In its pitch to advertisers, Politico advances this claim to fame: “[W]hile holding tightly to principles of fairness and accuracy, we have created a distinctive brand of journalism that drives the conversation—a conversation absolutely essential for readers and advertisers alike.”

Today Politico is driving a conversation, though its essentialness to readers and advertisers alike is debatable. It’s a conversation about Politico’s value as a source of news, and it evolved from a conversation between Isaac Chotiner of the New Republic and top Politico editors John Harris and Jim VandeHei. Even conversations can drive the conversation.

In response to a question about Nate Silver of the New York Times, whose models correctly predicted the outcome of the 2012 presidential election, Politico’s editors said the following:

Isaac Chotiner: What did you think of Nate Silver’s coverage of the last election? Did you read it?

John Harris: I will be drummed out of the profession, but I didn’t. My plate is full here. I know why people found him interesting and entertaining, and some people found him illuminating. There are people in our gang who think he is overblown and get worked up about Nate Silver. I don’t give a damn.

Jim VandeHei: I read it episodically. Some of his stuff goes on and on, trying to use numbers to prove stuff that I don’t think can be proved by numbers alone. I know he is a Politico hater. I admire what he has been able to do.

JH: I admire how he has built a franchise. I roll my eyes at how he gets up on his high horse quite a lot on different topics.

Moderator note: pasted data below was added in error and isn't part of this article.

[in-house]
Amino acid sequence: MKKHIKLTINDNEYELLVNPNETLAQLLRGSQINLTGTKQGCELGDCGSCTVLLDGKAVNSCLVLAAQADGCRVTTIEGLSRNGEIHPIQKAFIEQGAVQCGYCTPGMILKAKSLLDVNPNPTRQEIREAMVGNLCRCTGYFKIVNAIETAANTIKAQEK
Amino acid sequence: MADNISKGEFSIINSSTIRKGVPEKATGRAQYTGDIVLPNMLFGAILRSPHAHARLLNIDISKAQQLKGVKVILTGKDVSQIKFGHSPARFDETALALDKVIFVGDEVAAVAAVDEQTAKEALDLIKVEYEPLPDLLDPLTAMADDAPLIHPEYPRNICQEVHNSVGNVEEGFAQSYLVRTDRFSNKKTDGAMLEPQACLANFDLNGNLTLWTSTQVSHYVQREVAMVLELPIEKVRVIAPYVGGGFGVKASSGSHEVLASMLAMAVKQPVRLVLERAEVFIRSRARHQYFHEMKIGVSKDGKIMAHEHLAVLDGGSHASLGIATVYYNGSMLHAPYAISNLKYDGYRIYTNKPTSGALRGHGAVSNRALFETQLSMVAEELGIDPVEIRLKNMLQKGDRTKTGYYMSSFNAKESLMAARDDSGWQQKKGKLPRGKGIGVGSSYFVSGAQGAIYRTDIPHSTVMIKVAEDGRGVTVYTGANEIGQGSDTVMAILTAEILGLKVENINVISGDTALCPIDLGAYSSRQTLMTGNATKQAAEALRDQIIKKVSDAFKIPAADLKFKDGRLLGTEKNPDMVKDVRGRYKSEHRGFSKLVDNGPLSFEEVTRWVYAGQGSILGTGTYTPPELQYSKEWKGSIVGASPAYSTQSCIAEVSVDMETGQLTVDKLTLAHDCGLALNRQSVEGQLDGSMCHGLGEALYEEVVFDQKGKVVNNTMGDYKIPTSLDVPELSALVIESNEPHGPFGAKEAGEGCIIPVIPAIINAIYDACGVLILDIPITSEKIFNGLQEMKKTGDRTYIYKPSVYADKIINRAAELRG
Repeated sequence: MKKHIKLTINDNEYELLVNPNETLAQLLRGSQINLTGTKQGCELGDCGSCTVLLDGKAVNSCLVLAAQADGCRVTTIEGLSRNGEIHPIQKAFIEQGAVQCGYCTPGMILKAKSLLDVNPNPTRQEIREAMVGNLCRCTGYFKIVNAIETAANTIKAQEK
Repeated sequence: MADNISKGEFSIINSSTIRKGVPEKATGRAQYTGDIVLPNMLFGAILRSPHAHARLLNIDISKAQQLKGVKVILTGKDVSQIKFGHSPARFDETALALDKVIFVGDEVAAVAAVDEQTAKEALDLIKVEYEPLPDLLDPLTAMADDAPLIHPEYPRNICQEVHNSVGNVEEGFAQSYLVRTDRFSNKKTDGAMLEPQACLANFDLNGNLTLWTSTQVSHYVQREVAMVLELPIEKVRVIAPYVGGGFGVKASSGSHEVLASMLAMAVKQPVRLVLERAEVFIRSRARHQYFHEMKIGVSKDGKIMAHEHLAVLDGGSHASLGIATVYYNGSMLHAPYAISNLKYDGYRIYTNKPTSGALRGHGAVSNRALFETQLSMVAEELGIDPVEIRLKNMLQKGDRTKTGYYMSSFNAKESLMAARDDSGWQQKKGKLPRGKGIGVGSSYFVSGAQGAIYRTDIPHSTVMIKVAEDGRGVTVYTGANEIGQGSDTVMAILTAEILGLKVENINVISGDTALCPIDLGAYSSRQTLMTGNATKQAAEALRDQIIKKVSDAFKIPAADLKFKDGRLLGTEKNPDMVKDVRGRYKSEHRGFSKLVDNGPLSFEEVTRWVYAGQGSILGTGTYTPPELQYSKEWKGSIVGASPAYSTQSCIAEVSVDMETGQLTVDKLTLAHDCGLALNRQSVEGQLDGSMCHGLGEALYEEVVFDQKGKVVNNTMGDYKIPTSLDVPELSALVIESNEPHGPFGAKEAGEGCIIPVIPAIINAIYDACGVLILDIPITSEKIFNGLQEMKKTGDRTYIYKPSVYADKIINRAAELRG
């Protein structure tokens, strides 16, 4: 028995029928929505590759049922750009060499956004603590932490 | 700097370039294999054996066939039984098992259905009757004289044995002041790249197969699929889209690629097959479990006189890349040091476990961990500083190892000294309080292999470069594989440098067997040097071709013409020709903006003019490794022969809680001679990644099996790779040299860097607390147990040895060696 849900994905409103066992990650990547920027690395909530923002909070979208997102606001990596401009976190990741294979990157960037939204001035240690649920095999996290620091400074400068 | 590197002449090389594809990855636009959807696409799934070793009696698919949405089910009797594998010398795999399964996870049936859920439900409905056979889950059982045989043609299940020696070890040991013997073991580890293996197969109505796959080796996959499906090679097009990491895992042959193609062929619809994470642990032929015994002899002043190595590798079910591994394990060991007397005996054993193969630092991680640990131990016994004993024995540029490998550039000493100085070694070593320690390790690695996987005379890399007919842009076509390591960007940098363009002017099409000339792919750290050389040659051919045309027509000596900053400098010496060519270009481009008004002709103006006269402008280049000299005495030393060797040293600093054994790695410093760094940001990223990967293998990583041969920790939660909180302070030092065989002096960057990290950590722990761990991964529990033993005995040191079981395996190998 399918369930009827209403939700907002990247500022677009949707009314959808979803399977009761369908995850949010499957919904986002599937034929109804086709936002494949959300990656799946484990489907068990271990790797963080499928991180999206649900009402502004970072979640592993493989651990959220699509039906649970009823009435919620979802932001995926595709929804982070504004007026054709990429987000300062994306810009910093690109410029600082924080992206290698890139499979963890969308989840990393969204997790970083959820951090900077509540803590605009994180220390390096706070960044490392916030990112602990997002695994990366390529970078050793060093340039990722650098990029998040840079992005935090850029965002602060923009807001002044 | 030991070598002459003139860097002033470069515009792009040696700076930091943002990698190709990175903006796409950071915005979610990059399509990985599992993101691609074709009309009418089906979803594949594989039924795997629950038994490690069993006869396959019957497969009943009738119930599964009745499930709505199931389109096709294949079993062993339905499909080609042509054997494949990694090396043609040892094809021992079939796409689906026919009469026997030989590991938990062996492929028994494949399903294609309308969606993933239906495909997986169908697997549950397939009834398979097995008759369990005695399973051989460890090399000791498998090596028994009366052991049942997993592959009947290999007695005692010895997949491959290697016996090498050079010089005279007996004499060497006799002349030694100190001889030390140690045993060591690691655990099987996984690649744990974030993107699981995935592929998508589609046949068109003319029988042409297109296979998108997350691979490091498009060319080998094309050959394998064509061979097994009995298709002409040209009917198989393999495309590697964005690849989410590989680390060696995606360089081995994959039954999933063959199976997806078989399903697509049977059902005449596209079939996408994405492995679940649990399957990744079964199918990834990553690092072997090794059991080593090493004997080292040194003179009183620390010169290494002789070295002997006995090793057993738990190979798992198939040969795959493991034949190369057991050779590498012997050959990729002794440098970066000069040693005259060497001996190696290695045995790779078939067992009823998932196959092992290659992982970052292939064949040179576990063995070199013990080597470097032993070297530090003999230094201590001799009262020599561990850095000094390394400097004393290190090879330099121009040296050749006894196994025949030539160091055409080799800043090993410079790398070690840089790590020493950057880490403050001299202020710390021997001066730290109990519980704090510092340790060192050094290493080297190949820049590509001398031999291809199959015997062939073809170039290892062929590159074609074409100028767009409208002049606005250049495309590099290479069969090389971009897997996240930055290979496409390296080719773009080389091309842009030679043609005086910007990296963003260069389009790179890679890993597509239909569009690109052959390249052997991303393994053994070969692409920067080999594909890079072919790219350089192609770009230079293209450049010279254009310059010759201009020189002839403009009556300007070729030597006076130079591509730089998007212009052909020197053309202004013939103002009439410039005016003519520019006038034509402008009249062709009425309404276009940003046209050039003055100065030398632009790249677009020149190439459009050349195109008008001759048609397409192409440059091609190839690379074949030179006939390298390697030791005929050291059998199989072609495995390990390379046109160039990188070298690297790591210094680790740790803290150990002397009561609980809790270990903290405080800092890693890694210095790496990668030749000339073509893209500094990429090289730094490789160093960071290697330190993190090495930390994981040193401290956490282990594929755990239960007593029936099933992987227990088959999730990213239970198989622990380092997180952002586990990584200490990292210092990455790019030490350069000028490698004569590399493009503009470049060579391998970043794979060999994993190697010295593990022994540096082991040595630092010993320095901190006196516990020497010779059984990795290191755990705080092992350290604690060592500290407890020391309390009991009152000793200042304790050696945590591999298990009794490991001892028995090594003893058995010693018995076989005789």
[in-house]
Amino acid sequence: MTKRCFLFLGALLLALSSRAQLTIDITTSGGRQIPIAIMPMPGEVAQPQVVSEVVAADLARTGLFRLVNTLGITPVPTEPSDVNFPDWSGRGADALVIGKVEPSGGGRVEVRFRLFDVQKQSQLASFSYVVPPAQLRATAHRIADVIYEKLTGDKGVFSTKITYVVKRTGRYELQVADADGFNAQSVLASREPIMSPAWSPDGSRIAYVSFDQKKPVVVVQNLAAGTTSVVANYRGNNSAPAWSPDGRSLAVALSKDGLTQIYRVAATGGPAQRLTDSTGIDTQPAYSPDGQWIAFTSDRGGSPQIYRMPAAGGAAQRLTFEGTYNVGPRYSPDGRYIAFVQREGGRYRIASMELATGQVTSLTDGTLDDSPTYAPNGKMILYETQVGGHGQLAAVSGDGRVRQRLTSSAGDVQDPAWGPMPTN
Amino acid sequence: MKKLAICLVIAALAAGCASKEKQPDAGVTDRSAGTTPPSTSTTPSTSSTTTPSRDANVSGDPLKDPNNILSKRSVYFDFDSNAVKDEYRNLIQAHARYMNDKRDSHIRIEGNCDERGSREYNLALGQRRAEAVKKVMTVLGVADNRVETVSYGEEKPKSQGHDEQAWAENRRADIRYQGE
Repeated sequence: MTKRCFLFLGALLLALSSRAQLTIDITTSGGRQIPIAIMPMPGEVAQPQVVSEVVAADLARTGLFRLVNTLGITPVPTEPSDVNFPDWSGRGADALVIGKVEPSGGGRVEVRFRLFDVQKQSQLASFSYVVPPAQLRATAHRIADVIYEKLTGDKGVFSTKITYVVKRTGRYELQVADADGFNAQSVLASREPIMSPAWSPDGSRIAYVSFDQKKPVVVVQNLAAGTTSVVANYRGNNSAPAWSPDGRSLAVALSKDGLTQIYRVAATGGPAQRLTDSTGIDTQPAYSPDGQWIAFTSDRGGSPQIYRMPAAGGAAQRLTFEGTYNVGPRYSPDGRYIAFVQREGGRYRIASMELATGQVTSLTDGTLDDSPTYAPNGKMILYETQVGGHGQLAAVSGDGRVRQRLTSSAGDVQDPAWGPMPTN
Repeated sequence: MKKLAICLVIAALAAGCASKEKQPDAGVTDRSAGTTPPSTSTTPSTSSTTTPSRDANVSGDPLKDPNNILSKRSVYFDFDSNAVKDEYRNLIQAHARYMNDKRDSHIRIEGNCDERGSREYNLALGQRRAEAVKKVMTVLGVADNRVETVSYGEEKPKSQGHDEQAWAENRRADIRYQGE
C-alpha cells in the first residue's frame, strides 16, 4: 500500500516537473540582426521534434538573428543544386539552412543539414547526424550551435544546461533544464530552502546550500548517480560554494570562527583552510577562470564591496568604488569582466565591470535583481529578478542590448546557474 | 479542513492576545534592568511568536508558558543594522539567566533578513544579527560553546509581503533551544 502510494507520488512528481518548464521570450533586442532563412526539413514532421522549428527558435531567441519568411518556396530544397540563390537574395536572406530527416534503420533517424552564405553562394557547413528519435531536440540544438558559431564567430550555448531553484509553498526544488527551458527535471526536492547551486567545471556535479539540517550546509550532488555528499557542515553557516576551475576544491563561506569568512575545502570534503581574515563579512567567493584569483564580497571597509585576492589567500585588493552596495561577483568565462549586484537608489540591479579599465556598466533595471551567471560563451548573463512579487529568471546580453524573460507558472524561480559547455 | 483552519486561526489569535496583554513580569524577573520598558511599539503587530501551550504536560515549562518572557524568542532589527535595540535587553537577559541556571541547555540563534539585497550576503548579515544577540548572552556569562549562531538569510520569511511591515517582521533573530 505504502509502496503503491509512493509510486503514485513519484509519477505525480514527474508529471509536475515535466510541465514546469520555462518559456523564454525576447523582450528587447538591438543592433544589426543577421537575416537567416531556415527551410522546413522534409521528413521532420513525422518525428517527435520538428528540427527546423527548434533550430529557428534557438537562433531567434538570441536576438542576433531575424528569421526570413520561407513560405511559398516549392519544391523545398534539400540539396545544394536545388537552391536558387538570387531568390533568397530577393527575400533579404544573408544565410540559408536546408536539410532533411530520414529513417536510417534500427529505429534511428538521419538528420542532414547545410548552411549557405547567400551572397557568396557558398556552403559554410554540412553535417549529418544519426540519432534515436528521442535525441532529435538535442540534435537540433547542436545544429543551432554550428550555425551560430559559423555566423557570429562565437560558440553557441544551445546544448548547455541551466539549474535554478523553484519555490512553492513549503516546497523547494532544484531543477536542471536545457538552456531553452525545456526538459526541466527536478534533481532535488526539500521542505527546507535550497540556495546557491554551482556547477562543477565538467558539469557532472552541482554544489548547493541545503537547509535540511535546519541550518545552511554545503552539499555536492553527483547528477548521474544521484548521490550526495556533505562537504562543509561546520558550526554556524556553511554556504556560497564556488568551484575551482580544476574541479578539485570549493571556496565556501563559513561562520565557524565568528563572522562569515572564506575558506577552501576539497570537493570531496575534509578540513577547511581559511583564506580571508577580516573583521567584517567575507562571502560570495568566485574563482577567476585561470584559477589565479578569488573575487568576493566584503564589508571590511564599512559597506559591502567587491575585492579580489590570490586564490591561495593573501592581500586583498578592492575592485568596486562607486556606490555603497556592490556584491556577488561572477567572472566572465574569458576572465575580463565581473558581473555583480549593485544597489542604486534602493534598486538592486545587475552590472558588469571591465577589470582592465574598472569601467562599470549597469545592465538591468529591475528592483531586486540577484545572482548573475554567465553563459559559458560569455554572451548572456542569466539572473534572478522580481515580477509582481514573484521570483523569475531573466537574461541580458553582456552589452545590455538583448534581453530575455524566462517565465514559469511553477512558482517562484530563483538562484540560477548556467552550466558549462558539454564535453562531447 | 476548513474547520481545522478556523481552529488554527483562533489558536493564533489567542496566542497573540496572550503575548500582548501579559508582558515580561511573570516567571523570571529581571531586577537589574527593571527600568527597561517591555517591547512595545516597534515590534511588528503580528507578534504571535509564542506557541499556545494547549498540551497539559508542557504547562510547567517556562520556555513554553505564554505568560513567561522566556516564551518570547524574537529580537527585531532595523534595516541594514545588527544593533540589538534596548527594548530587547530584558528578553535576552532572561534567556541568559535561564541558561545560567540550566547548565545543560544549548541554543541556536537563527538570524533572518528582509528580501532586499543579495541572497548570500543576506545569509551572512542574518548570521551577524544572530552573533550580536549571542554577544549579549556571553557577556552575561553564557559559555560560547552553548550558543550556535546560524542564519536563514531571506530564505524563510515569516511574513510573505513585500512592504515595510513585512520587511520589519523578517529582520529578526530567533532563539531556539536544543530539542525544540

Reaction: Poynter has broken down the Politico critique of Silver in humorous fashion and TPM has run a piece in which Silver levels a critique of the Rosslyn-based news site-cum-newspaper, saying, among other things:

*Politico often “echoes and embraces” the thinking of Beltway insiders, which is often erroneous.
*Politico lacks “perspective about the role that Politico plays in formulating the conventional wisdom which they then ‘report’ upon.”
*Politico’s editors are in a “bubble” and suffer from little interest in the world outside thereof.

The finest example of Politico’s insiderish work came just a few weeks ago, when VandeHei and Mike Allen, “one of Washington’s top journalists,” wrote a piece anticipating the themes of a book in progress by New York Times Magazine chief national correspondent Mark Leibovich. One of Politico’s “Behind the Curtain” series, it came out just before the White House Correspondents’ Association dinner, for a reason:

[I]n the spirit of D.C.’s most incestuous weekend of the year, the White House Correspondents’ Association dinner, we thought we’d have some fun and do some reporting on his reporting on our friends, sources and subjects to find out who else should worry most about his book.

Critics had a ball with the piece. The Erik Wemple Blog, too, would have loved to elbow it a couple of times, if only we hadn’t found ourselves reading every detail — also a couple of times. The piece was gross and insiderish and incestuous, by its own admission. And its honesty about its wretchedness, in our view, absolved it.

Politico’s sensibility, indeed, feeds off of Beltway types — it nourishes them, occasionally flatters them, occasionally thrashes them and invites them to its Playbook breakfasts. Yet it would be a mistake to confuse the publication’s source base with its audience. A healthy 88 percent of Politico’s web visitors, VandeHei tells the Erik Wemple Blog, originates from outside the Beltway. That’s proof that a robust group of Americans are inclined to take up temporary residence inside Politico’s bubble; the United States is a land of political junkies. Bubble aspirants in the heartland are apparently plentiful enough such that last month, Politico announced a plan to experiment with a metered paywall for readers in the states of Iowa, North Dakota, Vermont, Mississippi, New Mexico and Wyoming.

Those folks are the media critics that Politico cares about.